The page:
Julia Bradbury health: Star details ‘breast cancer prevention’ test following mastectomy

Julia Bradbury reflects on her breast cancer diagnosis

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In an attempt to find out why breast cancer rates have increased “hugely” over the years, Bradbury has worked with Professor Gareth Evans, who has worked on a test known as a SNPs test, to gauge if individuals are at risk of not only breast cancers, but other types of cancer. For Bradbury, the test was also used to measure the chances of her cancer returning.

Speaking to presenters Holly Willoughby and Phillip Schofield about the results she received following her test, Bradbury said: “I have a higher risk than the average woman.

“It is not super high, but it is higher than average, and it was the SNPs test that gave me this information. If I had had the snip test in my 40s, then I would have known that I was at a higher risk of breast cancer.

“I also have dense breasts, which is another sign of high risk.”

SNP profiling was first developed due to the discovery that a number of common genetic variants – single nucleotide polymorphisms (SNPs) – combine to increase breast cancer risk.

Due to this, SNP profiling enhances the accuracy of risk assessment and provides a personalised risk estimate.

Bradbury continued to explain that if she had had the test earlier in her diagnosis, she may have avoided having a mastectomy completely. She added: “When I very first discovered my lumps, which were originally diagnosed as benign cysts, there would have been more investigation.

“I probably would not have had a mastectomy because as soon as I discovered a lump, I could have had a lumpectomy.”

As Bradbury mentioned, one of the leading researchers on the topic is Professor Gareth Evans, professor of clinical genetics at Manchester University NHS Foundation Trust (MFT), who has stated in the past that the SNPs test can be used for: “Improvement in risk prediction, early detection and prevention of breast cancer in the NHS Breast Screening Programme and family history clinics.”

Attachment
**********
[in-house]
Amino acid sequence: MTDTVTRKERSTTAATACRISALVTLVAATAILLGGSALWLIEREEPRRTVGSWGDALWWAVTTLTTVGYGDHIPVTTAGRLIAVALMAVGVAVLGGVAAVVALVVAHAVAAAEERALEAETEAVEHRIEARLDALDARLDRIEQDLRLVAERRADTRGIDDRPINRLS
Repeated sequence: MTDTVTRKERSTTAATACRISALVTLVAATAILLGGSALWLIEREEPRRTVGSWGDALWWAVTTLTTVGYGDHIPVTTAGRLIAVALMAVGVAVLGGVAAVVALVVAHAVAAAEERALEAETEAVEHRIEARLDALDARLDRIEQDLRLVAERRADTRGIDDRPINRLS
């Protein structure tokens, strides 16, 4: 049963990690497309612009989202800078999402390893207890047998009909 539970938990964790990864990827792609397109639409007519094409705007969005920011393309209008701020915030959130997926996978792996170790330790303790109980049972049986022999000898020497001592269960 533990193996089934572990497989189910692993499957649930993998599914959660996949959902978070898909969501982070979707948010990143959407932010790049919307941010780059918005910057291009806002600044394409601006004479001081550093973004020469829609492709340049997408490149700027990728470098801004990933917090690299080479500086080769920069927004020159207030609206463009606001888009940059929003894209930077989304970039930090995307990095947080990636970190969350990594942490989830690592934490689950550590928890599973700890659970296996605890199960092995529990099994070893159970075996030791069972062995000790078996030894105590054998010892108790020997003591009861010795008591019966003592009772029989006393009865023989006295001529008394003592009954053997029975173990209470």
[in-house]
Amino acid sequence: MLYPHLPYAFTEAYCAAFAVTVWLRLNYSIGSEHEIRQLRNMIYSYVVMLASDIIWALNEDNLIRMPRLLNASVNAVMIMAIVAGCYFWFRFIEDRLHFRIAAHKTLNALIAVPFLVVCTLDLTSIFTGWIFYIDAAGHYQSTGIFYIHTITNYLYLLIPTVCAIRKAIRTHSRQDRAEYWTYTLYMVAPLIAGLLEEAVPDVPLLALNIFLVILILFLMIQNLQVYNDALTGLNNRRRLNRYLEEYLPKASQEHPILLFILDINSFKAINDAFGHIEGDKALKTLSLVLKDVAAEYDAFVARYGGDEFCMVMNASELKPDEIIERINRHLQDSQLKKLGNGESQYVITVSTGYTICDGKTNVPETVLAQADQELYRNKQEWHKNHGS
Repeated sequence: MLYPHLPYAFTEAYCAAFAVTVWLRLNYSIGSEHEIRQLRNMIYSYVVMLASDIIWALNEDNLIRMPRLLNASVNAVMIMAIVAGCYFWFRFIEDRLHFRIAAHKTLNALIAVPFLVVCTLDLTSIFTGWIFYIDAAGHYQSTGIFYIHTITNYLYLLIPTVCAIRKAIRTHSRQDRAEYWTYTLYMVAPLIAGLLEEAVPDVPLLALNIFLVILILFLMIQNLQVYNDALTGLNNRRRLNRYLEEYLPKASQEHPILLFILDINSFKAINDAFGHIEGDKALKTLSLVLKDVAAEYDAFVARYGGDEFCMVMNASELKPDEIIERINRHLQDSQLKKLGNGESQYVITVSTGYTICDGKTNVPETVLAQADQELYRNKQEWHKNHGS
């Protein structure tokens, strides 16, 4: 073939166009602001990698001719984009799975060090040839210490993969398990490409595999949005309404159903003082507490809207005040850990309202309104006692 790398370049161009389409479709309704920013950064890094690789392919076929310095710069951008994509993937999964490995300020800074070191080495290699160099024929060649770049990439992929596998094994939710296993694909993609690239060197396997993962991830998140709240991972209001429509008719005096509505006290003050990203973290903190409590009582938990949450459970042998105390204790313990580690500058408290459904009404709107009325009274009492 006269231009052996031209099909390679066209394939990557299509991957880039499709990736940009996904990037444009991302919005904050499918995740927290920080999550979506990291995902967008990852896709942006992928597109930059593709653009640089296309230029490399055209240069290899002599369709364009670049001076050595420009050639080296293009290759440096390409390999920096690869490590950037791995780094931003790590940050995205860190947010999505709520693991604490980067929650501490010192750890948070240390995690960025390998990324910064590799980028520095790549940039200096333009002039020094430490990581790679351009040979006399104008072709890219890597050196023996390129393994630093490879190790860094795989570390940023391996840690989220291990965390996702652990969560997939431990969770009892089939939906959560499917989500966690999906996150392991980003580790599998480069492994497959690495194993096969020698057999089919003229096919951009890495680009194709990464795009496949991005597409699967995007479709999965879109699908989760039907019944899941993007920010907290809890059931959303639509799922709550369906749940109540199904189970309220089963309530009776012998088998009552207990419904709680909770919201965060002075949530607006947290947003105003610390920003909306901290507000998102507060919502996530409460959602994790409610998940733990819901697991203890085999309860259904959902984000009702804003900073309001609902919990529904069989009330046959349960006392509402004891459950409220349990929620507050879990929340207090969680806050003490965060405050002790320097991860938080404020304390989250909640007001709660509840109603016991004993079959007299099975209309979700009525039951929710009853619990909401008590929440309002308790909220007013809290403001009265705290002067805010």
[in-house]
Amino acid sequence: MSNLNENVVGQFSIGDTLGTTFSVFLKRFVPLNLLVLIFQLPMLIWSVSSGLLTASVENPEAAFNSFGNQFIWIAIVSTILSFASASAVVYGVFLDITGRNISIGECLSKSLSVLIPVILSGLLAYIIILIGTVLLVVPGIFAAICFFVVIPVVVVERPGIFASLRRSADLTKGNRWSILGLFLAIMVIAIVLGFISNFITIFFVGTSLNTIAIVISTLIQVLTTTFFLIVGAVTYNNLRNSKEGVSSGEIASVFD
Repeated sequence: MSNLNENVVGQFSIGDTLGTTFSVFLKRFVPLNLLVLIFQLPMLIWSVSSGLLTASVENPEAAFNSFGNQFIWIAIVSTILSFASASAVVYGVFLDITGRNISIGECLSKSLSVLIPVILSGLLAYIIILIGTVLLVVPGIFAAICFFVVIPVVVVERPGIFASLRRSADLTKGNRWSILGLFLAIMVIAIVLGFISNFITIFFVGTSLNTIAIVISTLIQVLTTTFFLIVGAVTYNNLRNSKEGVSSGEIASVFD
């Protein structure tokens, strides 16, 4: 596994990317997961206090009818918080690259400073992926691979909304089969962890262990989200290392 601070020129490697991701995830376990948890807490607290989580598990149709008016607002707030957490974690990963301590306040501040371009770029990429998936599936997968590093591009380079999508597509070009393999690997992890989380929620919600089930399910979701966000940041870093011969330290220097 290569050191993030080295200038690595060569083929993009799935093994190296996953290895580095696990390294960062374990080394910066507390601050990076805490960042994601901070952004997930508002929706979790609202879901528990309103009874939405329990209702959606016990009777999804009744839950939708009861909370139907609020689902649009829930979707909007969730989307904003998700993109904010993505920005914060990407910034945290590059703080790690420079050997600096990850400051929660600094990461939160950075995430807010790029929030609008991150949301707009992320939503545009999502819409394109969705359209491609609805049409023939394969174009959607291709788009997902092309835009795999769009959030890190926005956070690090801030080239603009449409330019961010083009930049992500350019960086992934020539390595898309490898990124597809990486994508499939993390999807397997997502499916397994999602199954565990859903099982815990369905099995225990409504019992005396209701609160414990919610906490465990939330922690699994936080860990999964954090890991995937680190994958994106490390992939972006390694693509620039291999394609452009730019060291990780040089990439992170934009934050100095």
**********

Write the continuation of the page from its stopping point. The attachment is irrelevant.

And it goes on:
Speaking to the University of Manchester, Professor Evans added: “Although my main focus was initially breast cancer through higher risk and moderate risk genes, I am now more involved in looking at common genetic variants called single-nucleotide polymorphisms (SNPs) to produce something called a polygenic risk score.

“We feel that this work is ready to be used to more accurately identify those at increased risk of other cancers, so that PED can be better targeted at those at the higher levels of risk.

“Potentially, those with low levels of risk can be reassured that they actually don’t need screening, as screening might actually be more harmful than good for them.”

One of Professor Evan’s main motivations for promoting the use of a SNPs test is the cost effectiveness and savings it would have for the NHS, something which Bradbury also spoke plainly about.

She said: “If the SNPs test was available now, and it works on 50 percent of the population, it would cost the NHS about £50. Breast cancer treatment on average for every woman costs around £20,000.

“The heartache it would save, the pain it would save, the money it would save.

“It costs around £130 to have it done privately now, but there is a real drive and Professor Gareth Evans wants it to be made available through the NHS, and he is very very close.”

In a 2018 study, 39 women who have previously been diagnosed with breast cancer were interviewed about their feelings towards having a SNPs test. Results found that on the whole, women reported feeling positive about receiving their personalised risk profile.

This was because it: provided an explanation for their previous diagnosis of cancer, vindicated previous risk management decisions and clarified their own and other family members’ risks.

This study suggested that the provision of personalised risk information about breast cancer generated by SNP profiling is understood and well received.

At the moment, for those wanting to have a SNPs test for themselves, Professor Evans told Prevent Breast Cancer the following: “Firstly wait at least six months. If you have a strong family history of breast cancer you can then ask your GP to refer youm but this may only be possible in Greater Manchester South Cheshire and Lancashire.”

Towards the end of the interview, Bradbury gave an update about her health now, saying: “Post mastectomy, physically I am very good. Emotionally it is a very rocky road, I am still obviously very emotional and coming to terms with everything.”

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